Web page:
In English, I can say

The running dog eats.

This is a proper sentence and isn’t very weird or awkward wording. It uses “running” in the place an adjective could go.

In Spanish, is

El perro corriendo come.

or something similar proper grammar?

  • 2
    @aparente001 isn't that redundant to have both progresivo-del-presente and gerundio? Shouldn't they just be synonyms? I think they mean the same thing. Commented Jun 26, 2019 at 13:20
  • @walen could make them synonyms?
    – jacobo
    Commented Jun 26, 2019 at 14:08
  • @walen - let's discuss the tags in Meta. We could use the tag housekeeping page or start a new question. I'm not sure what I think yet and would welcome the opportunity to see some discussion. One thing I know, at some point we'll need a synonym, "present continuous" and/or "continuous," because some English speakers don't use "progressive." I think that a continuous tense, such as present continuous, is more than just a gerund. Although I recognize that the question here doesn't need that distinction. Maybe that distinction isn't needed in practice -- that's why I need some discussion. Commented Jun 26, 2019 at 14:25
  • @walen - oh, is that something I can read? I didn't know that. Commented Jun 26, 2019 at 15:05
  • 1
    @walen I've replaced the tag edits I did with tiempos-verbales, given the present progressive isn't generally treated as a distinct verb tense in Spanish, unlike in English. It's also not quite identical to a gerund, though it does employ the gerund.
    – jacobo
    Commented Jun 26, 2019 at 15:09

5 Answers 5


Theoretically such a form exists, and it's called the participio activo. It was extremely common back in the day, and could even take object pronouns.

However in modern Spanish, it's no longer a proper verb form and is really just an adjectival ending. The ending is -ante/(i)ente. The problem that you'll get in using it is that it really only can refer to attributes (things you'd describe with ser) and not states (things you'd describe with estar).

Thus, it's perfectly appropriate to talk about la Bella Durmiente (Sleeping Beauty) or a caballero andante (lit. "walking knight"). But the adjective running needs to be reasonably considered as intrinsic to its being (such as the case would be in a flying squirrel which could be called an ardilla volante1, regardless whether it's in flight at any given moment, or a planta flotante that may or may not have grown large enough to float yet or may have sunk after dying).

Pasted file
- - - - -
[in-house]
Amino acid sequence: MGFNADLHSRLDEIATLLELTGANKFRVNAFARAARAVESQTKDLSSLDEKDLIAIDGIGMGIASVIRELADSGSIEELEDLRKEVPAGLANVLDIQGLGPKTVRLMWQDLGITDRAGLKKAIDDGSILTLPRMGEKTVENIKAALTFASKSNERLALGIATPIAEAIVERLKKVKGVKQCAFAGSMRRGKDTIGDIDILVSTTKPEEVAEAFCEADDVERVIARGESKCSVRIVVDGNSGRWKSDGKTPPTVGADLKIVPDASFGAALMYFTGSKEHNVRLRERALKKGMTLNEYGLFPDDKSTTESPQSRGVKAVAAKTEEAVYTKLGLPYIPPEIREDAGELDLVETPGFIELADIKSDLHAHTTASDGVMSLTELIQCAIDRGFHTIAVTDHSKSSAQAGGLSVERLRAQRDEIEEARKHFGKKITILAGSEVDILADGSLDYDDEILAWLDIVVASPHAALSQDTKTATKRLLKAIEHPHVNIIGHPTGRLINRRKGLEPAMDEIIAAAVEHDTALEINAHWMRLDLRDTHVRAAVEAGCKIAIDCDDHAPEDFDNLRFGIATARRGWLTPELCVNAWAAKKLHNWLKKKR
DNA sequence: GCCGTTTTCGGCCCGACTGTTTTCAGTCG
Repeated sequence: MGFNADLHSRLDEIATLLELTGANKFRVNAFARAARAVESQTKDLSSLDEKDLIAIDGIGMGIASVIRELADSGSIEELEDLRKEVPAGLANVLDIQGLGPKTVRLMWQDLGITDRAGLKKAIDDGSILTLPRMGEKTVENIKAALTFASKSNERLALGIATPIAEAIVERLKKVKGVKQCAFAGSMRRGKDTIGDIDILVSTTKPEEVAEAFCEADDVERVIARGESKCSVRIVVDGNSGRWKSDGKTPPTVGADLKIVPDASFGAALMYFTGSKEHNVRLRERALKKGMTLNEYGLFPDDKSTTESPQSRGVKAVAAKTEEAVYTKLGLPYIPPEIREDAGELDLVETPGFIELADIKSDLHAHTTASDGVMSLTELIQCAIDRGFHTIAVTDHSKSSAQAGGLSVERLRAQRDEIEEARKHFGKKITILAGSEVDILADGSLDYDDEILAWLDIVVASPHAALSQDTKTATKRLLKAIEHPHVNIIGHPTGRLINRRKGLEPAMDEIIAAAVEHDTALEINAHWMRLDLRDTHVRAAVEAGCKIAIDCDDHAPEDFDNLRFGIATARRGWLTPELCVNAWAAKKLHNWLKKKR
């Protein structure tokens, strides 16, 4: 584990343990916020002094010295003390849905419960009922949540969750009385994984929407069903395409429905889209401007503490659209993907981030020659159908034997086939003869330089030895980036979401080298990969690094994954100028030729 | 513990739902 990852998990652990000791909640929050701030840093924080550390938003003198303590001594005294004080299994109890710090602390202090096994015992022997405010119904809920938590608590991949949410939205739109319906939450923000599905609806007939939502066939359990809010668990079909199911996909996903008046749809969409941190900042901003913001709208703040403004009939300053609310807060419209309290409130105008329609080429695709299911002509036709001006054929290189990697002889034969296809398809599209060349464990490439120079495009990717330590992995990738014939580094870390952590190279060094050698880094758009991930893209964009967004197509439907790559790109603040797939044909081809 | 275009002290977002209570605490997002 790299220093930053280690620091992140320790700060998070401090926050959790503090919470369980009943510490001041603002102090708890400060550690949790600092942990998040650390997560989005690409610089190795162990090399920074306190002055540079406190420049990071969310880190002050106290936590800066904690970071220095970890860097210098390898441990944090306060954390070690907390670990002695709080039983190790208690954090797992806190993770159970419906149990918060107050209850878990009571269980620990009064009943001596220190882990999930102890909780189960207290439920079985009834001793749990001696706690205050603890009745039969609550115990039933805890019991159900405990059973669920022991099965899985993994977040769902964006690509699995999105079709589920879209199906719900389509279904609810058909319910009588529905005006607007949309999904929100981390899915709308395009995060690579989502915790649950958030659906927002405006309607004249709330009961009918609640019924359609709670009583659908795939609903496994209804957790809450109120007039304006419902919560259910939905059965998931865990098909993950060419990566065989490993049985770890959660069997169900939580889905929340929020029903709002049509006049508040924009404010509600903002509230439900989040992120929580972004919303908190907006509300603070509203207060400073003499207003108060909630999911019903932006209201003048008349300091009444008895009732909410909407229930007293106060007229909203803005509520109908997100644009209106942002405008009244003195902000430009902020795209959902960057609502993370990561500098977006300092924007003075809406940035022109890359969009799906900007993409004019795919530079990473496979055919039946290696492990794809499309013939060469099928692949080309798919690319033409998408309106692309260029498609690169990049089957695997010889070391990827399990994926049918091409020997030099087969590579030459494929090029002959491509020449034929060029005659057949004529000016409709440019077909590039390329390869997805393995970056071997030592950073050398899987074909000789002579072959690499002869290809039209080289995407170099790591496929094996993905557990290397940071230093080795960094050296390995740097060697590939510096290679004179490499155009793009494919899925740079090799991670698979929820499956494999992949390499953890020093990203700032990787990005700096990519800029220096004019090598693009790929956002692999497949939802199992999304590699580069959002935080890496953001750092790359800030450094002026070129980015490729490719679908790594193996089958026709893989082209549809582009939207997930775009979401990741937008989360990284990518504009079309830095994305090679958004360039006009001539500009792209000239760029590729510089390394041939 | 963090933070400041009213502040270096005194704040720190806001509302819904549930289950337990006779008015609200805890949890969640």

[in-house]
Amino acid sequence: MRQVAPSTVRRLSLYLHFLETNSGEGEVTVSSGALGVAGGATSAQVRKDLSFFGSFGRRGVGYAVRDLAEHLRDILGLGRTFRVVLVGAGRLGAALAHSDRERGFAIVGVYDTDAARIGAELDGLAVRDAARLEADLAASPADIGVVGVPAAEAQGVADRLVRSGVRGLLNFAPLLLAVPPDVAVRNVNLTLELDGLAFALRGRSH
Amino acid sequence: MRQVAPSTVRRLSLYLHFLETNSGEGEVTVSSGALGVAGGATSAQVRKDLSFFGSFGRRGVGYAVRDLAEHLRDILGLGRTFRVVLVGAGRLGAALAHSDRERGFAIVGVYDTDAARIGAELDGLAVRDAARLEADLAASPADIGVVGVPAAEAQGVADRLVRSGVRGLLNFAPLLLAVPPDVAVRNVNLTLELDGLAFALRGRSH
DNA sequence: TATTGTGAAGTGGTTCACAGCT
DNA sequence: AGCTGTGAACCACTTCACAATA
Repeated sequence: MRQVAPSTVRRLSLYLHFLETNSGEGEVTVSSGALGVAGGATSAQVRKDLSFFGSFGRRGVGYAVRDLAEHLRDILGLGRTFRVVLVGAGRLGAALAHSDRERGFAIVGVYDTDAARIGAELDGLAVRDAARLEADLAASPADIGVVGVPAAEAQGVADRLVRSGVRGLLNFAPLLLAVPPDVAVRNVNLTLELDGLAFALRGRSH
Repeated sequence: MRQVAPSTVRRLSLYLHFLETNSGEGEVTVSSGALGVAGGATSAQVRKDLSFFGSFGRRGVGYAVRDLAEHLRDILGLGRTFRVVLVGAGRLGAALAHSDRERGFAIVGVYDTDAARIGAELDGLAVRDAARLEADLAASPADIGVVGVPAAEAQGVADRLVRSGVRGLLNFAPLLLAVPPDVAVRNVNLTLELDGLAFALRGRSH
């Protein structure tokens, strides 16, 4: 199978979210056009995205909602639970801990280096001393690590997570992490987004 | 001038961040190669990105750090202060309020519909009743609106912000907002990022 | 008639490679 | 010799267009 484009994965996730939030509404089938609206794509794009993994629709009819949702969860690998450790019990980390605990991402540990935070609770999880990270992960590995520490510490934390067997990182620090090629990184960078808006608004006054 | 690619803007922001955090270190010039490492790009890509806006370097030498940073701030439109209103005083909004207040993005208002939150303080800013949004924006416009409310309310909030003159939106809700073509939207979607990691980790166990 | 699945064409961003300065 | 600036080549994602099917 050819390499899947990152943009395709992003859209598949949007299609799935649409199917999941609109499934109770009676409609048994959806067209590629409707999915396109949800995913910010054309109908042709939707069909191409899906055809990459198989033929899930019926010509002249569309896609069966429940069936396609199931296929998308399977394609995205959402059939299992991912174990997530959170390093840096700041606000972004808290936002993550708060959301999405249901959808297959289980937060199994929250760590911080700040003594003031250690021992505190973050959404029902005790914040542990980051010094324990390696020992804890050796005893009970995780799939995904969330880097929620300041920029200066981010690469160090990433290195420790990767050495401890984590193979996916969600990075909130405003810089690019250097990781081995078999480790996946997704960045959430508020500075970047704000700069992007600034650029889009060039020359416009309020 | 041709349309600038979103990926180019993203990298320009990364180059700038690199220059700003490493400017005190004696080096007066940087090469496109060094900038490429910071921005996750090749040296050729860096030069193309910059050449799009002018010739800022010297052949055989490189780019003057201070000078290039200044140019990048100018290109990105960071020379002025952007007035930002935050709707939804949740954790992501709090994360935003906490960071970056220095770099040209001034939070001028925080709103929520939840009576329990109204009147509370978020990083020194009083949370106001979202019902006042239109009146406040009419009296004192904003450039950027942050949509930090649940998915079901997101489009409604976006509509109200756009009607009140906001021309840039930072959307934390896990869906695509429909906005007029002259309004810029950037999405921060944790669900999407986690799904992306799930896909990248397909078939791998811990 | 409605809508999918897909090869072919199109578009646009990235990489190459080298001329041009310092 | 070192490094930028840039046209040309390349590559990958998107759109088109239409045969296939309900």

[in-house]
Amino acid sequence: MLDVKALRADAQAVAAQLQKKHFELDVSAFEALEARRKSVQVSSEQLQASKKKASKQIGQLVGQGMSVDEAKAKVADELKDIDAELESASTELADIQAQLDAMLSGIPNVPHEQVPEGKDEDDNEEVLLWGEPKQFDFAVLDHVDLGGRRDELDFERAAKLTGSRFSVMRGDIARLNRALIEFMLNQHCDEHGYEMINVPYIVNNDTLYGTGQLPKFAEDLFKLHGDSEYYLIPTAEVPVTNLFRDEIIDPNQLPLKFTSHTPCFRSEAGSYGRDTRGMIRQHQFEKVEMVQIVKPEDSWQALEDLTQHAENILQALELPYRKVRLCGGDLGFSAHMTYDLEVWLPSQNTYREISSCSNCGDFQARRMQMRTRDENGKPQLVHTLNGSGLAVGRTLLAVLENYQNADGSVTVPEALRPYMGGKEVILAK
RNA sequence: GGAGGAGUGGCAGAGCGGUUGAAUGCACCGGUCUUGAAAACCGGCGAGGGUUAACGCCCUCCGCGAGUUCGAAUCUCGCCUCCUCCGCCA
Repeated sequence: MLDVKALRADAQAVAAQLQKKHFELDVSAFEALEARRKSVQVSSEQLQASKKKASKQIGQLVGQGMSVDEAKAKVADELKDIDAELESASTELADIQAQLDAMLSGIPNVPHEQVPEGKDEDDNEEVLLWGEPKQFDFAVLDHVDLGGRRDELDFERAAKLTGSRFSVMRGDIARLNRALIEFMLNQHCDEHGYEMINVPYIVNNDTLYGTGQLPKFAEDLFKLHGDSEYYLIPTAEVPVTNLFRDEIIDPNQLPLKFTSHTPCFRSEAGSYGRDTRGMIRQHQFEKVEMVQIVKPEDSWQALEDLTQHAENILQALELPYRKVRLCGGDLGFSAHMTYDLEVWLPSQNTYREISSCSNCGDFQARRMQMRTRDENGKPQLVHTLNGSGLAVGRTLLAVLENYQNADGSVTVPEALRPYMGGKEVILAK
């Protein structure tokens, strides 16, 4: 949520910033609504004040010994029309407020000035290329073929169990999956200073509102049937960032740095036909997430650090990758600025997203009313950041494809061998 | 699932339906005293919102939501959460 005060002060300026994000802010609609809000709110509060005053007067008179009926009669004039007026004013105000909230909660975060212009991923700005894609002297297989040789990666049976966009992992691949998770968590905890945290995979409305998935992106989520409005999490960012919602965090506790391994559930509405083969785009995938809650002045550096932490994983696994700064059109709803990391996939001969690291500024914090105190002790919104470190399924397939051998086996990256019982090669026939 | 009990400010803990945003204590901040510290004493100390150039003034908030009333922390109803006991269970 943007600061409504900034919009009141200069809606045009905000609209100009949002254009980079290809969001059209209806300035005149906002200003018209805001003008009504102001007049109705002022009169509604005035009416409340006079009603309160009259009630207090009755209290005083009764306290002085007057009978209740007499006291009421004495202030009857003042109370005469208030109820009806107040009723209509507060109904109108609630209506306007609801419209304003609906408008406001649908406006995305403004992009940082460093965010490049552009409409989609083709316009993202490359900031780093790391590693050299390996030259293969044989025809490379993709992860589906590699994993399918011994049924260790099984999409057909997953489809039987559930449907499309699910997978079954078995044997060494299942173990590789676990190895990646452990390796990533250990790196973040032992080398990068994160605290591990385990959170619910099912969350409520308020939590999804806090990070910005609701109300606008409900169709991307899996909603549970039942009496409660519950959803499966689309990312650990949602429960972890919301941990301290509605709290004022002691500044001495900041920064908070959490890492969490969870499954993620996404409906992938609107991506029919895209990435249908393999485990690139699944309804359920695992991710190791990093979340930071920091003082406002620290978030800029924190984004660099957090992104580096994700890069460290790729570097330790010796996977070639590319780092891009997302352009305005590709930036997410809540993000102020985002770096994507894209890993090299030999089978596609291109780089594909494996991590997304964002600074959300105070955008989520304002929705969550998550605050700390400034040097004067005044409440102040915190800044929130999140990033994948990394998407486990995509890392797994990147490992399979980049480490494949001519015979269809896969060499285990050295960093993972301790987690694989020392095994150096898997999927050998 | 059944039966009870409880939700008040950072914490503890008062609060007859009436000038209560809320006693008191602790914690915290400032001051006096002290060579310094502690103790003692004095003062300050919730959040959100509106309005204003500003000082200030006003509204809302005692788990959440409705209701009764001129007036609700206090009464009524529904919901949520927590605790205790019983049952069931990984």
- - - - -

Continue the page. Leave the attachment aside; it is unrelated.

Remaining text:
In your case, I don't think that running is an intrinsic characteristic (besides which corriente has some other more common uses). Thus the simplest and most universal way to translate that idea is to simply add on a que [verbo].

El perro que corre come.2

Make sure to match tenses

El perro que corría comía

This is very common and also very natural sounding. If you really desire an adjective, you'll have to content yourself with not having a precise rule. Sometimes the ending might be -dor, other times -ado, or some entirely different word. It's only semipredictable. In some very rare cases, you may find -ando/iendo used (!), but these will almost always have been nominalized (turned into nouns).

1. Nowadays, the more common translation is ardilla voladora, but volante has some historical use in scientific literature.
2. If you feel that your statement may be confused for a gnomic verb (stating a generic truth, e.g. "the early bird gets the worm"), you may want to throw it into a progressive, but it's not strictly necessary.

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    Aside: Spanish shows the last stage of deverbalization of the present-active participle; English is in a middle stage, with the -ing form allowed to appear rather freely as a noun modifier, but only alone; in German the so-called "Partizip I" (whose origin is the same as the Spanish active participle) allows full use of arguments, so that the participle can function as the head of a preprended subordinate phrase (as if you said: "The round-the-house-excitedly-running dog eats").
    – pablodf76
    Commented Jun 26, 2019 at 12:56
  • @pablodf76 - That's lovely. Although I don't think that's a dog I'd want to live in the same house with. // Could you give us the German as well, please? Commented Jun 26, 2019 at 14:26
  • @walen I'd actually view those more as attributes, they're kinda like titles almost. Absolutely agree on está corriendo, I added that footnote precisely because the brevity of the phrase in simple present really made it sound like a refrán :-) Commented Jun 26, 2019 at 14:35
  • @aparente001 I believe that would be »Der um das Haus angeregt herumrennende Hund frisst.«
    – pablodf76
    Commented Jun 26, 2019 at 16:10
  • 3
    Other examples: agua corriente, aguas danzantes, animales rumiantes
    – Gustavson
    Commented Jun 26, 2019 at 16:49

No. No es posible.

El "presente progresivo" en español se forma con el verbo estar y con el gerundio del verbo que hace la acción.

Yo estoy hablando contigo

Tú estás leyendo mi post

El gerundio es una forma verbal con valor adverbial. No posee valor adjetivo ni sustantivo, como sí tiene en otras lenguas (como el inglés).

El gerundio debe cumplir tres condiciones para que su uso sea considerado correcto, según este planteamiento normativo:

  • que funcione como adverbio (complemento circunstancial) o como verbo;
  • que exprese acción simultánea o anterior a la del verbo principal, o tan inmediata que se percibe como simultánea;